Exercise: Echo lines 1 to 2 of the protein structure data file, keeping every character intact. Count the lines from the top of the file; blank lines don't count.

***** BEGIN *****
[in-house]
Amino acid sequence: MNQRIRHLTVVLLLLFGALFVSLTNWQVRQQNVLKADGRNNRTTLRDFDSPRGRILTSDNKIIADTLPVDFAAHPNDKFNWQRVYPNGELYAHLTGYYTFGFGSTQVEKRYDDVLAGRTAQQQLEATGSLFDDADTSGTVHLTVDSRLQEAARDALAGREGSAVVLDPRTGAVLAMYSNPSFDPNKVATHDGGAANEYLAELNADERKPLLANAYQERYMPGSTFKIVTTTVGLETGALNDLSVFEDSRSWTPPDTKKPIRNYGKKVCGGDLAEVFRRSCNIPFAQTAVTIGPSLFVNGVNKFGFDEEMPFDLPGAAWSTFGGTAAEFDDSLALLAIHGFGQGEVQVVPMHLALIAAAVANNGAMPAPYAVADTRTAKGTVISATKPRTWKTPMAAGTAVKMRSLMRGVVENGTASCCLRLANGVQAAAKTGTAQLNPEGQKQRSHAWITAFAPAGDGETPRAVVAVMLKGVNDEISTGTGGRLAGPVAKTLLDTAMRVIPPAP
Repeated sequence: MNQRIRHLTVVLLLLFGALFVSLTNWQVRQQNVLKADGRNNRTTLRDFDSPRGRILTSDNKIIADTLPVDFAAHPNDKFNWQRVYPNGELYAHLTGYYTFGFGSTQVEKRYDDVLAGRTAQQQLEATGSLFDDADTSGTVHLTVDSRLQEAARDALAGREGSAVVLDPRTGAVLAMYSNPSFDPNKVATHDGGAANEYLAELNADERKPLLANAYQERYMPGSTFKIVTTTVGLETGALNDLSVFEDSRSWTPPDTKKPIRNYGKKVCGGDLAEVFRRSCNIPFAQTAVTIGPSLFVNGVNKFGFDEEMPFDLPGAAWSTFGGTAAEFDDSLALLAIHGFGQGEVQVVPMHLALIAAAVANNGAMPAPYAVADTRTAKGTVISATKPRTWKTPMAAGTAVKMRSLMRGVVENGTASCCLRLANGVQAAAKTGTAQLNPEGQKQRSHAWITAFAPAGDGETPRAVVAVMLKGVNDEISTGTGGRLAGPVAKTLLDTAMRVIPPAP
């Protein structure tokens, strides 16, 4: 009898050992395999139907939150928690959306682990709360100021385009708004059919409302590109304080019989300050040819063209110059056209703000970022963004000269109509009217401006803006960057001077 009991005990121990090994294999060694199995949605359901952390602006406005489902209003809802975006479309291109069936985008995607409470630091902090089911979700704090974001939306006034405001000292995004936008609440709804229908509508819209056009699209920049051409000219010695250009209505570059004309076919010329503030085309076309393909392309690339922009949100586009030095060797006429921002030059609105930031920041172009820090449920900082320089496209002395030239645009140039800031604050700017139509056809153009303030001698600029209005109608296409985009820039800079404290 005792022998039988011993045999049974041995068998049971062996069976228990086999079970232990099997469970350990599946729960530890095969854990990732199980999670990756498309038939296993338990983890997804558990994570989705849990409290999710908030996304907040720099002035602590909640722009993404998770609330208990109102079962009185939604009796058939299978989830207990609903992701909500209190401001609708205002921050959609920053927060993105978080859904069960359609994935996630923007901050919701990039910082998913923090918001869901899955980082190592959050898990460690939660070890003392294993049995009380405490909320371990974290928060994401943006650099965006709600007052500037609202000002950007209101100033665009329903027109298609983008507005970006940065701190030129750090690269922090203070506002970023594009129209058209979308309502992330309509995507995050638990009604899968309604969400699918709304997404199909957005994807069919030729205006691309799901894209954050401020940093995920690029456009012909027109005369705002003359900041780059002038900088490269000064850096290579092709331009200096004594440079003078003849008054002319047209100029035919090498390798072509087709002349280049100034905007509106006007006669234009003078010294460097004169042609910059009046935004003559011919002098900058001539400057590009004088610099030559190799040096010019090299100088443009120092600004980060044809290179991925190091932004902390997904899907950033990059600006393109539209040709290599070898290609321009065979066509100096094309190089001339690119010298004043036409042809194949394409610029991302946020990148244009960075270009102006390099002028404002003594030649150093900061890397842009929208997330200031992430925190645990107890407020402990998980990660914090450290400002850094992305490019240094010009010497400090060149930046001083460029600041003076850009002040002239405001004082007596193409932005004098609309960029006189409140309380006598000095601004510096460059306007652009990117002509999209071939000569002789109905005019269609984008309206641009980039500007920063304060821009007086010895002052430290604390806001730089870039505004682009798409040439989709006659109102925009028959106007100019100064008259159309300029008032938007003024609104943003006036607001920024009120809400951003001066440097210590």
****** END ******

[in-house]
Amino acid sequence: MNQRIRHLTVVLLLLFGALFVSLTNWQVRQQNVLKADGRNNRTTLRDFDSPRGRILTSDNKIIADTLPVDFAAHPNDKFNWQRVYPNGELYAHLTGYYTFGFGSTQVEKRYDDVLAGRTAQQQLEATGSLFDDADTSGTVHLTVDSRLQEAARDALAGREGSAVVLDPRTGAVLAMYSNPSFDPNKVATHDGGAANEYLAELNADERKPLLANAYQERYMPGSTFKIVTTTVGLETGALNDLSVFEDSRSWTPPDTKKPIRNYGKKVCGGDLAEVFRRSCNIPFAQTAVTIGPSLFVNGVNKFGFDEEMPFDLPGAAWSTFGGTAAEFDDSLALLAIHGFGQGEVQVVPMHLALIAAAVANNGAMPAPYAVADTRTAKGTVISATKPRTWKTPMAAGTAVKMRSLMRGVVENGTASCCLRLANGVQAAAKTGTAQLNPEGQKQRSHAWITAFAPAGDGETPRAVVAVMLKGVNDEISTGTGGRLAGPVAKTLLDTAMRVIPPAP